5 tips for getting your stories printed in local newspapers

I would like to thank everyone who took the time to comment, email or send me a Facebook message in response to my blog post, “Vegan criticism is fuel for my fire.” It’s never fun being compared to a Nazi, having your family attacked and your personal beliefs torn to pieces, but at the end of the day, I have to admire zealot vegans for their passion.

Even if I think they could benefit from a steak, I know that we will never see eye to eye, and that’s OK. I’m more concerned about reaching the 95% of folks who simply want to know more about where their food comes from, and I hope my voice is louder than the vegan crowd’s.

The blog post sparked some great conversations and ideas for future blog posts. One reader question, in particular, was definitely worth expanding upon in a blog post instead of simply responding in the comments section.

Eileeno writes, “Our local Cattle Women's Association would like to do more to reach the public to advocate for the good of cattle — especially their contribution to improving rangeland and providing important human nutrition. But how can we get newspapers to print our stories? Suggestions?”

What a great question! I think a lot of readers could benefit from some tricks of the trade to get more positive articles printed in their local papers.

Switching from my rancher’s hat to my journalist’s hat, here are five tips for success in getting your articles printed:

1. Pitch your story idea

Having an ongoing relationship with the editor of your local newspaper is always beneficial. Perhaps you won’t even be the one writing the story, but if you let the editor know when a cattlemen’s event is coming up or perhaps pitch an idea for a story, the paper will be more likely to send a reporter to cover the event.


Ideas for stories might include: local FFA chapter does good in the community; young rancher continuing family tradition; area producer trying something new or innovative on his ranch; meat locker selling beef raised from area 4-H kids; etc.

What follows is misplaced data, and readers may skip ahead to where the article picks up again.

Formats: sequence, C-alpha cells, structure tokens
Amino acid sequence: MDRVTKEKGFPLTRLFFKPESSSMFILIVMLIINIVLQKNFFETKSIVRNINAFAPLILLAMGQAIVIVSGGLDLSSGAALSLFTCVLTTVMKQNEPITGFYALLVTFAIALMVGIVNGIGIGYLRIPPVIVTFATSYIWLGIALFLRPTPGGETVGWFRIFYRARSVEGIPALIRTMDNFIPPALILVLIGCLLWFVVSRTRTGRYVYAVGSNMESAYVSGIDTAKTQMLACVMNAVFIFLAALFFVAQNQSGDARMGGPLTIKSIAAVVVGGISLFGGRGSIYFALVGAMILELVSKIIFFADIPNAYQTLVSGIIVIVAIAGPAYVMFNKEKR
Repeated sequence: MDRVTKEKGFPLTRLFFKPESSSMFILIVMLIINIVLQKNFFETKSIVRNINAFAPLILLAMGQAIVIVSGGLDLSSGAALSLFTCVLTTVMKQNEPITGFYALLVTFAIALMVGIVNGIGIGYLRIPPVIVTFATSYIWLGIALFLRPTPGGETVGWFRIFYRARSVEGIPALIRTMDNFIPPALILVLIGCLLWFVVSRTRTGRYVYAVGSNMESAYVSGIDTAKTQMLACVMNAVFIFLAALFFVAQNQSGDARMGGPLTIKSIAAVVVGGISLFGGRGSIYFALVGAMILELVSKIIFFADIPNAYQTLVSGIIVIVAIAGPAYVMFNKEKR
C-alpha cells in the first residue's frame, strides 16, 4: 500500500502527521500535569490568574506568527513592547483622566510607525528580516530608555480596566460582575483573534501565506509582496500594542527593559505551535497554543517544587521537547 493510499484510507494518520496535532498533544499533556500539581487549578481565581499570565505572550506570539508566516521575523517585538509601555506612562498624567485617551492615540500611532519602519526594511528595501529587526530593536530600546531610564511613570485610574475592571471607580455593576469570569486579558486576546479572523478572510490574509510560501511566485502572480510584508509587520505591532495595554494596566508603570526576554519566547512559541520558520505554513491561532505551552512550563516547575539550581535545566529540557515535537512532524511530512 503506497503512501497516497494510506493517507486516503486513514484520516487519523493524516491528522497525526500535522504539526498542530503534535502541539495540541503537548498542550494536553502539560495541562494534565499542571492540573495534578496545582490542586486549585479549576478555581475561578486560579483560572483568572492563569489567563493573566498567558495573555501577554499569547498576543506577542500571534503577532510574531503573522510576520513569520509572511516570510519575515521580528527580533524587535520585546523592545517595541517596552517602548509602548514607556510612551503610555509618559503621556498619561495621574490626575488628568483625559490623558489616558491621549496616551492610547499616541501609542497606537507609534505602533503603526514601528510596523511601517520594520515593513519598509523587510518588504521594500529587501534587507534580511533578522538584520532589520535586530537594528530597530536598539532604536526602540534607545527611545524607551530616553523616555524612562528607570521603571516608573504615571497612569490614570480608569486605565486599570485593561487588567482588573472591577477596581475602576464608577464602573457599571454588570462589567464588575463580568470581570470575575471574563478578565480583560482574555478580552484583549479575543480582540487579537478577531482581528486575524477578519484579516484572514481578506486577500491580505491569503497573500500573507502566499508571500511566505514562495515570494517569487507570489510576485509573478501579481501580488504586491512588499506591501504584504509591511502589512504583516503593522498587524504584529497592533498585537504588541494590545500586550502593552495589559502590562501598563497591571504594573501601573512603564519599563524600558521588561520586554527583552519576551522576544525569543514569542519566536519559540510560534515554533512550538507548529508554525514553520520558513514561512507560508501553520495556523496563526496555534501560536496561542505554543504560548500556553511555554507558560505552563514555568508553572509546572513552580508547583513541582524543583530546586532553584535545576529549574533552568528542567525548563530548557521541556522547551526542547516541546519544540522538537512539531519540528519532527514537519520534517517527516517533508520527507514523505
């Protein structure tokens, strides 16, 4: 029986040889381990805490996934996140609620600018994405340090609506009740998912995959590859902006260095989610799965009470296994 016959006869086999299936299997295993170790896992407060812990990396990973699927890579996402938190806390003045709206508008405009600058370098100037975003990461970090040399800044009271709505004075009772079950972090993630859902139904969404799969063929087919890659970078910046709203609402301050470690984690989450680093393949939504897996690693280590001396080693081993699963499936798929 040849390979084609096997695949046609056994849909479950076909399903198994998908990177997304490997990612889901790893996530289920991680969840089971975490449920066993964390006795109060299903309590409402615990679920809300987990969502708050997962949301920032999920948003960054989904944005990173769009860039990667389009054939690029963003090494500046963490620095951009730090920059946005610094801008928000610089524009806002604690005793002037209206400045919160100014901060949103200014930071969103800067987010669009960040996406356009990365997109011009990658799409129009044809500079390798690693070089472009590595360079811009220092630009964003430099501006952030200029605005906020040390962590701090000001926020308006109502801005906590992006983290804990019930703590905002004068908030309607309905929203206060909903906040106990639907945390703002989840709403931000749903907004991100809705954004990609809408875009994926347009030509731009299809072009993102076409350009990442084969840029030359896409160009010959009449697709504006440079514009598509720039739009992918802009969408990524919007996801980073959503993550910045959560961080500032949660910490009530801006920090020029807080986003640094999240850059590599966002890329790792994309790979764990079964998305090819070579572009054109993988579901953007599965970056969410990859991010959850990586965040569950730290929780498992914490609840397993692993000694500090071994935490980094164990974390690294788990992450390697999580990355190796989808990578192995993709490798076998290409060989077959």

Perhaps you could tie your story to other big news in the area. For example, if your community has been hit by wildfires, tie an article idea to that event and explain how cattle grazing helps prevent the spread of wildfires. Watch for big headlines in the paper and find creative ways to tie in to the events the newspaper is already covering. Remember, local papers and radio stations want local stories.

2. Research style

Every newspaper, magazine or online publication has a unique style. Know and understand the editor’s preferences for writing style, length of story, type of story, etc. to better deliver something the editor can use without editing, cutting or changing too much. This makes his job easier and you more likely to have success.

3. Package your story

Today’s editor is not only printing a paper each week, he is also packaging stories for the online website, as well as social media platforms. Provide copy for the paper and repackage in a shorter, snappier version for the web. Bonus points if you include a Tweet and Facebook post, so they are ready to go online.

For example, a lengthier newspaper post could be shortened to a numbered list for easy reading online. Check out the website to see how the editor prefers the online versions of stories to appear. Editors are usually on a time crunch, so anything to make their job easier will always help you build a relationship with the publication.

4. Provide photography & videos

Photographs and videos can help bring the story to life. Provide several good images to go with each story. Perhaps the editor isn’t interested in printing an article in the paper, but he might be willing to post a series of photos in an online gallery. Make sure to provide cutlines for each photograph in a document, so they are easy to understand and the editor doesn’t have to track you down for more information.

5. Deliver as promised

Did the editor give you a deadline and the go-ahead to pursue a particular story? Make sure you deliver on time or ahead of schedule. Know how the editor prefers to receive stories. Typically, it’s through email to allow for quick download and turnaround on the copy. If the editor knows you are reliable and can consistently provide clean copy for publication, you might just land yourself a regular gig!

Sometimes it’s hard to sell positive news stories, particularly in larger urban publications where it seems like bad news and sensational headlines sell the most papers. However, I have found that local, small-town newspapers are more than willing to print feel-good stories of people in their communities. Start there and gradually try to move to larger publications. Keep a portfolio of things you have had printed to showcase to editors in the future. And remember, a classic letter to the editor can be beneficial in telling your story, too.

You don’t have to be a journalist to be published in the newspaper, but keep these tips in mind to help you succeed when submitting material to the media.

The opinions of Amanda Radke are not necessarily those of beefmagazine.com or Penton Agriculture.

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